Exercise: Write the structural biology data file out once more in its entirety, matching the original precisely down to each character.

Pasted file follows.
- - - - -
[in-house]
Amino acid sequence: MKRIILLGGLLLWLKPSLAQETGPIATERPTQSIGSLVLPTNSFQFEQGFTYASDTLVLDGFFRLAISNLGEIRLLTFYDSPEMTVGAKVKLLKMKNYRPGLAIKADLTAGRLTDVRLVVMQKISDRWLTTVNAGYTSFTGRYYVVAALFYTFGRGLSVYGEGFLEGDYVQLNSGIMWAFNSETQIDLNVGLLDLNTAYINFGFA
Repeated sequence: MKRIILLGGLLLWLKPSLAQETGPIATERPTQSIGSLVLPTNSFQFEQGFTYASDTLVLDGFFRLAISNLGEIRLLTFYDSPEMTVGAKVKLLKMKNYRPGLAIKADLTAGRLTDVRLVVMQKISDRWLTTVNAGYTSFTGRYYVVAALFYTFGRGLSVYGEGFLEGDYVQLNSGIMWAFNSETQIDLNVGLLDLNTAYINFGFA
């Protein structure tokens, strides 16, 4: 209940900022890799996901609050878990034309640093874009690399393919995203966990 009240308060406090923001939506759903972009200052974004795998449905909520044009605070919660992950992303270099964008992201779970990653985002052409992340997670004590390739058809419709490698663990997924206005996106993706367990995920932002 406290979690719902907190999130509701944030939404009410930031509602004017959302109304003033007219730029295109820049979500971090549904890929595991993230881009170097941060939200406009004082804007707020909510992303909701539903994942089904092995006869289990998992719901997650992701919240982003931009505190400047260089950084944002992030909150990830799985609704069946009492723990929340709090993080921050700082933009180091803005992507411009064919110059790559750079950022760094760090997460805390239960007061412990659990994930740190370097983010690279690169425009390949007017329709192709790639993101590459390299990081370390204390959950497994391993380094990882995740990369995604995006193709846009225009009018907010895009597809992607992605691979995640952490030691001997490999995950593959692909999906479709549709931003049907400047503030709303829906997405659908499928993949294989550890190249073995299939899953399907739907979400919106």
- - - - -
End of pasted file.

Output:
[in-house]
Amino acid sequence: MKRIILLGGLLLWLKPSLAQETGPIATERPTQSIGSLVLPTNSFQFEQGFTYASDTLVLDGFFRLAISNLGEIRLLTFYDSPEMTVGAKVKLLKMKNYRPGLAIKADLTAGRLTDVRLVVMQKISDRWLTTVNAGYTSFTGRYYVVAALFYTFGRGLSVYGEGFLEGDYVQLNSGIMWAFNSETQIDLNVGLLDLNTAYINFGFA
Repeated sequence: MKRIILLGGLLLWLKPSLAQETGPIATERPTQSIGSLVLPTNSFQFEQGFTYASDTLVLDGFFRLAISNLGEIRLLTFYDSPEMTVGAKVKLLKMKNYRPGLAIKADLTAGRLTDVRLVVMQKISDRWLTTVNAGYTSFTGRYYVVAALFYTFGRGLSVYGEGFLEGDYVQLNSGIMWAFNSETQIDLNVGLLDLNTAYINFGFA
């Protein structure tokens, strides 16, 4: 209940900022890799996901609050878990034309640093874009690399393919995203966990 009240308060406090923001939506759903972009200052974004795998449905909520044009605070919660992950992303270099964008992201779970990653985002052409992340997670004590390739058809419709490698663990997924206005996106993706367990995920932002 406290979690719902907190999130509701944030939404009410930031509602004017959302109304003033007219730029295109820049979500971090549904890929595991993230881009170097941060939200406009004082804007707020909510992303909701539903994942089904092995006869289990998992719901997650992701919240982003931009505190400047260089950084944002992030909150990830799985609704069946009492723990929340709090993080921050700082933009180091803005992507411009064919110059790559750079950022760094760090997460805390239960007061412990659990994930740190370097983010690279690169425009390949007017329709192709790639993101590459390299990081370390204390959950497994391993380094990882995740990369995604995006193709846009225009009018907010895009597809992607992605691979995640952490030691001997490999995950593959692909999906479709549709931003049907400047503030709303829906997405659908499928993949294989550890190249073995299939899953399907739907979400919106």